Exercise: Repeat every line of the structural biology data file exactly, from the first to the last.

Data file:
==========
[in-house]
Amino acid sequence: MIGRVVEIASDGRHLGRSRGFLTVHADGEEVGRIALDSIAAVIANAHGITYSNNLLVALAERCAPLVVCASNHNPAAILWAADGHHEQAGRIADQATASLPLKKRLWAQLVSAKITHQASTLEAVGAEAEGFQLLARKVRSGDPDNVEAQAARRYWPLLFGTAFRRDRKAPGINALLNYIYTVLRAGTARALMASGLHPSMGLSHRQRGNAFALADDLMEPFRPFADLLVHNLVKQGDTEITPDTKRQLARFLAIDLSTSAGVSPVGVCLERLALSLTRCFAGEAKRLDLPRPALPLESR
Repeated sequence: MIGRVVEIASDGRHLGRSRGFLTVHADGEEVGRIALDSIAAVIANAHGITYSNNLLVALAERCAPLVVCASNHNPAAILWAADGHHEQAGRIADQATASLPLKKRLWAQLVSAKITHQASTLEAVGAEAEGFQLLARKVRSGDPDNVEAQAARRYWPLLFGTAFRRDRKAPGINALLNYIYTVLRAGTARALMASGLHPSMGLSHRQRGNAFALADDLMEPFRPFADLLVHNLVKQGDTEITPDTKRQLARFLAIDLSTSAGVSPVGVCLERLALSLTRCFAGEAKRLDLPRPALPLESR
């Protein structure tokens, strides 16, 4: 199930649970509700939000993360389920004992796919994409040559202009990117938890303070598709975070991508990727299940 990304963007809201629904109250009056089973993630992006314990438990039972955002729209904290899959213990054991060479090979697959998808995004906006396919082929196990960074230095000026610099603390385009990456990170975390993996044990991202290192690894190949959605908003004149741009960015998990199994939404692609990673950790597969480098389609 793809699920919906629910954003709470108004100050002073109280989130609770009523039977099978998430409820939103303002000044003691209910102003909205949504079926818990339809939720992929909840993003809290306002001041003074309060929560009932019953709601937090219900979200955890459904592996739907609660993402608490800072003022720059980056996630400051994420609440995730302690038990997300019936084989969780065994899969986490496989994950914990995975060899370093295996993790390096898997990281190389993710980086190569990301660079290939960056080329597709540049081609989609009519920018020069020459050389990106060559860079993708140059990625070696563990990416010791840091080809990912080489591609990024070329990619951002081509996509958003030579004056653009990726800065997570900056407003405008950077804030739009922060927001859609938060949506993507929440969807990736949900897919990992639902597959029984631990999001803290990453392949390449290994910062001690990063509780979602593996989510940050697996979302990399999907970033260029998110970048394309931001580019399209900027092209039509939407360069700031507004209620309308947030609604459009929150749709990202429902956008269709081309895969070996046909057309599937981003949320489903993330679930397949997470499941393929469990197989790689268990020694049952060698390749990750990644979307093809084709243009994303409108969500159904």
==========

[in-house]
Amino acid sequence: MIGRVVEIASDGRHLGRSRGFLTVHADGEEVGRIALDSIAAVIANAHGITYSNNLLVALAERCAPLVVCASNHNPAAILWAADGHHEQAGRIADQATASLPLKKRLWAQLVSAKITHQASTLEAVGAEAEGFQLLARKVRSGDPDNVEAQAARRYWPLLFGTAFRRDRKAPGINALLNYIYTVLRAGTARALMASGLHPSMGLSHRQRGNAFALADDLMEPFRPFADLLVHNLVKQGDTEITPDTKRQLARFLAIDLSTSAGVSPVGVCLERLALSLTRCFAGEAKRLDLPRPALPLESR
Repeated sequence: MIGRVVEIASDGRHLGRSRGFLTVHADGEEVGRIALDSIAAVIANAHGITYSNNLLVALAERCAPLVVCASNHNPAAILWAADGHHEQAGRIADQATASLPLKKRLWAQLVSAKITHQASTLEAVGAEAEGFQLLARKVRSGDPDNVEAQAARRYWPLLFGTAFRRDRKAPGINALLNYIYTVLRAGTARALMASGLHPSMGLSHRQRGNAFALADDLMEPFRPFADLLVHNLVKQGDTEITPDTKRQLARFLAIDLSTSAGVSPVGVCLERLALSLTRCFAGEAKRLDLPRPALPLESR
């Protein structure tokens, strides 16, 4: 199930649970509700939000993360389920004992796919994409040559202009990117938890303070598709975070991508990727299940 990304963007809201629904109250009056089973993630992006314990438990039972955002729209904290899959213990054991060479090979697959998808995004906006396919082929196990960074230095000026610099603390385009990456990170975390993996044990991202290192690894190949959605908003004149741009960015998990199994939404692609990673950790597969480098389609 793809699920919906629910954003709470108004100050002073109280989130609770009523039977099978998430409820939103303002000044003691209910102003909205949504079926818990339809939720992929909840993003809290306002001041003074309060929560009932019953709601937090219900979200955890459904592996739907609660993402608490800072003022720059980056996630400051994420609440995730302690038990997300019936084989969780065994899969986490496989994950914990995975060899370093295996993790390096898997990281190389993710980086190569990301660079290939960056080329597709540049081609989609009519920018020069020459050389990106060559860079993708140059990625070696563990990416010791840091080809990912080489591609990024070329990619951002081509996509958003030579004056653009990726800065997570900056407003405008950077804030739009922060927001859609938060949506993507929440969807990736949900897919990992639902597959029984631990999001803290990453392949390449290994910062001690990063509780979602593996989510940050697996979302990399999907970033260029998110970048394309931001580019399209900027092209039509939407360069700031507004209620309308947030609604459009929150749709990202429902956008269709081309895969070996046909057309599937981003949320489903993330679930397949997470499941393929469990197989790689268990020694049952060698390749990750990644979307093809084709243009994303409108969500159904």